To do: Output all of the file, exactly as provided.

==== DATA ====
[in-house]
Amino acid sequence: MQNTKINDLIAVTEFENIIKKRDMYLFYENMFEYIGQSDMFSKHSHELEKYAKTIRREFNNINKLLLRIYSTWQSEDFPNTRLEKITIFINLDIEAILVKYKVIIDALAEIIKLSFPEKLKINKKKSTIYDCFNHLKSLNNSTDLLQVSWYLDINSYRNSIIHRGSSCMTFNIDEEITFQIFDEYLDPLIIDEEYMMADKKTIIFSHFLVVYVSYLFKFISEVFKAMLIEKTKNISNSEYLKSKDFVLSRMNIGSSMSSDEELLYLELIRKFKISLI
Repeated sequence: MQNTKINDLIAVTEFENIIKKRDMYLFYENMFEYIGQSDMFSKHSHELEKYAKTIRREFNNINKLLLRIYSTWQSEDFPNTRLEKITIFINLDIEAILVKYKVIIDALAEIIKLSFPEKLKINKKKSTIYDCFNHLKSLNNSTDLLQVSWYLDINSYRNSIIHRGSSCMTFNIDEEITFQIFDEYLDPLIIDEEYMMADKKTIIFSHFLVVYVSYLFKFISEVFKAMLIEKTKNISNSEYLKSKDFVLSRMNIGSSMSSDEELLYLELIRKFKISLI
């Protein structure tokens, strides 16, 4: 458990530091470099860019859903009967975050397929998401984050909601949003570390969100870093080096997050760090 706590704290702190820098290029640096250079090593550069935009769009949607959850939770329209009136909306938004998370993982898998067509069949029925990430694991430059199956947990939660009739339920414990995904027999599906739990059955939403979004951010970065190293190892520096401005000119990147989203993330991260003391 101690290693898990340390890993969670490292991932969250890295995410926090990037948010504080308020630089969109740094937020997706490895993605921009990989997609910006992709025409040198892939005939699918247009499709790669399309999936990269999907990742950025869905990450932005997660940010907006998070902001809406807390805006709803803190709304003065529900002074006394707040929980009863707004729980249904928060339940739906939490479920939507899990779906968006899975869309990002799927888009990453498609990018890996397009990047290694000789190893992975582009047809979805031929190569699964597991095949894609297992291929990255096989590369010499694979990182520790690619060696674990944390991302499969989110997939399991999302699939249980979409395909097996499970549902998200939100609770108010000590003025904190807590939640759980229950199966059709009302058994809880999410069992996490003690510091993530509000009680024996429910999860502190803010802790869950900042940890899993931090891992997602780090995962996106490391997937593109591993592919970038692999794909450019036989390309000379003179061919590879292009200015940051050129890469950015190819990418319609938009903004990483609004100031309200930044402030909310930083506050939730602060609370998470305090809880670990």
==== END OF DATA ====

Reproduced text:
[in-house]
Amino acid sequence: MQNTKINDLIAVTEFENIIKKRDMYLFYENMFEYIGQSDMFSKHSHELEKYAKTIRREFNNINKLLLRIYSTWQSEDFPNTRLEKITIFINLDIEAILVKYKVIIDALAEIIKLSFPEKLKINKKKSTIYDCFNHLKSLNNSTDLLQVSWYLDINSYRNSIIHRGSSCMTFNIDEEITFQIFDEYLDPLIIDEEYMMADKKTIIFSHFLVVYVSYLFKFISEVFKAMLIEKTKNISNSEYLKSKDFVLSRMNIGSSMSSDEELLYLELIRKFKISLI
Repeated sequence: MQNTKINDLIAVTEFENIIKKRDMYLFYENMFEYIGQSDMFSKHSHELEKYAKTIRREFNNINKLLLRIYSTWQSEDFPNTRLEKITIFINLDIEAILVKYKVIIDALAEIIKLSFPEKLKINKKKSTIYDCFNHLKSLNNSTDLLQVSWYLDINSYRNSIIHRGSSCMTFNIDEEITFQIFDEYLDPLIIDEEYMMADKKTIIFSHFLVVYVSYLFKFISEVFKAMLIEKTKNISNSEYLKSKDFVLSRMNIGSSMSSDEELLYLELIRKFKISLI
């Protein structure tokens, strides 16, 4: 458990530091470099860019859903009967975050397929998401984050909601949003570390969100870093080096997050760090 706590704290702190820098290029640096250079090593550069935009769009949607959850939770329209009136909306938004998370993982898998067509069949029925990430694991430059199956947990939660009739339920414990995904027999599906739990059955939403979004951010970065190293190892520096401005000119990147989203993330991260003391 101690290693898990340390890993969670490292991932969250890295995410926090990037948010504080308020630089969109740094937020997706490895993605921009990989997609910006992709025409040198892939005939699918247009499709790669399309999936990269999907990742950025869905990450932005997660940010907006998070902001809406807390805006709803803190709304003065529900002074006394707040929980009863707004729980249904928060339940739906939490479920939507899990779906968006899975869309990002799927888009990453498609990018890996397009990047290694000789190893992975582009047809979805031929190569699964597991095949894609297992291929990255096989590369010499694979990182520790690619060696674990944390991302499969989110997939399991999302699939249980979409395909097996499970549902998200939100609770108010000590003025904190807590939640759980229950199966059709009302058994809880999410069992996490003690510091993530509000009680024996429910999860502190803010802790869950900042940890899993931090891992997602780090995962996106490391997937593109591993592919970038692999794909450019036989390309000379003179061919590879292009200015940051050129890469950015190819990418319609938009903004990483609004100031309200930044402030909310930083506050939730602060609370998470305090809880670990």